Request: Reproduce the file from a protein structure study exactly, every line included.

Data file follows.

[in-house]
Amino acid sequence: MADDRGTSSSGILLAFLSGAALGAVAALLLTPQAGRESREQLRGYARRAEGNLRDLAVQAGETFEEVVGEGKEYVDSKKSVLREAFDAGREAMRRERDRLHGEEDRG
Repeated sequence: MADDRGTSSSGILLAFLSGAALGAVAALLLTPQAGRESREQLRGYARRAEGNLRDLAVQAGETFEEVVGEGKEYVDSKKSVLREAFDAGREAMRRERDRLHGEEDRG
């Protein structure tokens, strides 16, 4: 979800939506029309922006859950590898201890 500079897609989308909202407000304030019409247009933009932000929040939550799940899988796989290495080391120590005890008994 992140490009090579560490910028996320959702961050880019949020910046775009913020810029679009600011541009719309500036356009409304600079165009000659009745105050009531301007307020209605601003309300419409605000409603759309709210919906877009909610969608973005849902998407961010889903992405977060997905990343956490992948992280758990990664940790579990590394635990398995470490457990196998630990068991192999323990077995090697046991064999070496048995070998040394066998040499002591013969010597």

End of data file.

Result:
[in-house]
Amino acid sequence: MADDRGTSSSGILLAFLSGAALGAVAALLLTPQAGRESREQLRGYARRAEGNLRDLAVQAGETFEEVVGEGKEYVDSKKSVLREAFDAGREAMRRERDRLHGEEDRG
Repeated sequence: MADDRGTSSSGILLAFLSGAALGAVAALLLTPQAGRESREQLRGYARRAEGNLRDLAVQAGETFEEVVGEGKEYVDSKKSVLREAFDAGREAMRRERDRLHGEEDRG
């Protein structure tokens, strides 16, 4: 979800939506029309922006859950590898201890 500079897609989308909202407000304030019409247009933009932000929040939550799940899988796989290495080391120590005890008994 992140490009090579560490910028996320959702961050880019949020910046775009913020810029679009600011541009719309500036356009409304600079165009000659009745105050009531301007307020209605601003309300419409605000409603759309709210919906877009909610969608973005849902998407961010889903992405977060997905990343956490992948992280758990990664940790579990590394635990398995470490457990196998630990068991192999323990077995090697046991064999070496048995070998040394066998040499002591013969010597």